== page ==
Mathematical modeling is well suited for integrating different sources of experimental data for a certain phenotype and allows investigating of the complex interactions of underlying biological systems. A mathematical model can be used to obtain thorough understanding of a biological system, e.g. by investigating its complex behavior in response to various stimuli. However, simulating and predicting long-term progressive adaptations is challenging. The multiscale nature of progressively adapting biological systems complicates the development of predictive computational models. As such, one of the central and formidable challenges in systems biology is to develop multiscale computational models and methods that can be used to study molecular mechanisms underlying progressive diseases [60–65]. Furthermore, model parameters that determine the kinetics of molecular processes are often assumed to be constant in time and between phenotypes. This is most probably a valid assumption to study short-term processes, e.g., initial response kinetics to perturbations of a biological system. In case of progressively adapting biological processes, it is questionable whether this assumption still holds. For instance, effects of aging, changes in body composition, or other developmental changes, influence the phenotypical characteristics and the transition between phenotypes.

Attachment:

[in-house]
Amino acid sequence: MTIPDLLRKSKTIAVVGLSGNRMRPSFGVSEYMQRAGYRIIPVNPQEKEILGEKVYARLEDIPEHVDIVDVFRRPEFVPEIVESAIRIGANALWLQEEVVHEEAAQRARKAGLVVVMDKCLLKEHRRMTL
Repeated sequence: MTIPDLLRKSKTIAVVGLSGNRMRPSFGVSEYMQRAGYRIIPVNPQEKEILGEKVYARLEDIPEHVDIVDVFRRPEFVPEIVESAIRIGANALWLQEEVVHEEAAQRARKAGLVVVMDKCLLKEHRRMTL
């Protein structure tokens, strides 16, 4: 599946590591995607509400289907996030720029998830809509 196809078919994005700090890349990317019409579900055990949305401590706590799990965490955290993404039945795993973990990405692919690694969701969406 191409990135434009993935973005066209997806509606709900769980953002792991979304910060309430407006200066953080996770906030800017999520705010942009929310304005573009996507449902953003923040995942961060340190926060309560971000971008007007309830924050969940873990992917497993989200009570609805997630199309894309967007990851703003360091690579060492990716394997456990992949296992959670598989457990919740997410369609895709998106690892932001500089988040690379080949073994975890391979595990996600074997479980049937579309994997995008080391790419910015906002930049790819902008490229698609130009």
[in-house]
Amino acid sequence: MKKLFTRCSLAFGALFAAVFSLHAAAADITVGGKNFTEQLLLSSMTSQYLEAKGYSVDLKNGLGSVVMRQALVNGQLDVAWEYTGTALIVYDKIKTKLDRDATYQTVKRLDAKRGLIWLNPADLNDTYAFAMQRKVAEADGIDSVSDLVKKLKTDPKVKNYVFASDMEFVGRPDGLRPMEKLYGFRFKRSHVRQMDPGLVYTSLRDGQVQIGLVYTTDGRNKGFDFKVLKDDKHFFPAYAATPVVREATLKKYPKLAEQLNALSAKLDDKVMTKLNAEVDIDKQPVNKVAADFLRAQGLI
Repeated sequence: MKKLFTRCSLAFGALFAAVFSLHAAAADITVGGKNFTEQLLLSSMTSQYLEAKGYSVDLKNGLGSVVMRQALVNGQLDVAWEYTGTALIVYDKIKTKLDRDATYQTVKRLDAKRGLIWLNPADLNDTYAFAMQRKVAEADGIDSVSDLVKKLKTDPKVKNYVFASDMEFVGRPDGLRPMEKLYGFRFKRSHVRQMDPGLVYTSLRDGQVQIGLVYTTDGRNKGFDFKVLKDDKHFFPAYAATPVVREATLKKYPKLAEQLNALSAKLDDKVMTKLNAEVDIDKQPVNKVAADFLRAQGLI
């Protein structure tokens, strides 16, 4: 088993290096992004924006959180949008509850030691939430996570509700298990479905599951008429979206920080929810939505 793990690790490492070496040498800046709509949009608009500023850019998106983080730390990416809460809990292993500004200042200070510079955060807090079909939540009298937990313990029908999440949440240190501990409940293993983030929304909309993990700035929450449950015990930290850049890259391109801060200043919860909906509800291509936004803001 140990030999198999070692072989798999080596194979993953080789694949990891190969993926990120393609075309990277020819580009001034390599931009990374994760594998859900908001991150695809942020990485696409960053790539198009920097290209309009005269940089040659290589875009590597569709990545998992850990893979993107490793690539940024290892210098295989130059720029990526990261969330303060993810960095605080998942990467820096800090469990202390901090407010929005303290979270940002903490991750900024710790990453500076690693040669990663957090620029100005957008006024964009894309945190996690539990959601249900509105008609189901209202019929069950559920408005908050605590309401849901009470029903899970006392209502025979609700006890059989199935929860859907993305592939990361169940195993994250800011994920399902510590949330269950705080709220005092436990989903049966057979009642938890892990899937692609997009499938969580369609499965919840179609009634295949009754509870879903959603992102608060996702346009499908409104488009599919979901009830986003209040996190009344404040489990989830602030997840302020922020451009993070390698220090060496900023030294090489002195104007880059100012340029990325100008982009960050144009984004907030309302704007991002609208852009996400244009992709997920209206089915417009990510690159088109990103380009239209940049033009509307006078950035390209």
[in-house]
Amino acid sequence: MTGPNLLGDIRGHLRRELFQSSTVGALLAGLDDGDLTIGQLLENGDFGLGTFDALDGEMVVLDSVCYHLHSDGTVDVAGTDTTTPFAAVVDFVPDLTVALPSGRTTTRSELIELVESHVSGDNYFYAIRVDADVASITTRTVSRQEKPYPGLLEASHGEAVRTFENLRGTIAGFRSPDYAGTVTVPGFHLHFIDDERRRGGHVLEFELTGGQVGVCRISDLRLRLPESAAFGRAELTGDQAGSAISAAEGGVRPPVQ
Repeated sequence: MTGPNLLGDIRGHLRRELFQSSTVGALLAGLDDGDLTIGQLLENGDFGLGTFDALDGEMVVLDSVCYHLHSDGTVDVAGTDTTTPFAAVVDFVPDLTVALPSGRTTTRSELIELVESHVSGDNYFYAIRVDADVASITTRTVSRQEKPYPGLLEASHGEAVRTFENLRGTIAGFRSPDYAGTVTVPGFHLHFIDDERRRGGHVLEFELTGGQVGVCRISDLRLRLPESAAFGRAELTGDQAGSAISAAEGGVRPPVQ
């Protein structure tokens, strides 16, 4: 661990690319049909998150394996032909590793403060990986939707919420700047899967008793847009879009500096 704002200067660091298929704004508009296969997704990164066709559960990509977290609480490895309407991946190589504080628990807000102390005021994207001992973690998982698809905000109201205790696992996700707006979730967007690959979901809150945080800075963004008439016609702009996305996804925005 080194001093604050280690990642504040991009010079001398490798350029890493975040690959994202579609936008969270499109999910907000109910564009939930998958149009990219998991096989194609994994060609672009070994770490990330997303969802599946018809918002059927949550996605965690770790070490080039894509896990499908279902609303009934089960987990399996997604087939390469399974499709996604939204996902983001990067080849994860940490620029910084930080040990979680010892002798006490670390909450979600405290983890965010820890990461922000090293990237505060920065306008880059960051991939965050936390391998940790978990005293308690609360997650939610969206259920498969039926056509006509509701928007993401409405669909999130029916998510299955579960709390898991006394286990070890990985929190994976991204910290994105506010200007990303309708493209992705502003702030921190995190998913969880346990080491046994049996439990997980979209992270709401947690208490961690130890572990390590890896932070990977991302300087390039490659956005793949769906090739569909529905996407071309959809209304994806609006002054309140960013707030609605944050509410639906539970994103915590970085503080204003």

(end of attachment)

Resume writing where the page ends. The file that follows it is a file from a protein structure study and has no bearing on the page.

The computational approach presented here was employed to study the metabolic consequences of LXR activation, which displays several of the aforementioned issues. For example, the underlying biological system contains processes at timescales ranging from seconds to hours, whereas the phenotypical characteristics develop at a timescale ranging from days to weeks in mice. Our approach has as advantage that it can readily deal with large differences in timescales. For instance, long-term changes in short-term processes could be studied by explicitly modeling the short-term processes, whereas the long-term modulation could be captured by identifying necessary parameter changes. This implies that molecular adaptations could be described without the necessity to develop detailed kinetic models of the modulating mechanisms. This is a major advantage, e.g., for the LXR case, as LXRs modulate a wide range of heavily interlinked complex metabolic processes and signal transduction pathways of which the kinetics and molecular mechanisms are not well understood.

## Conclusions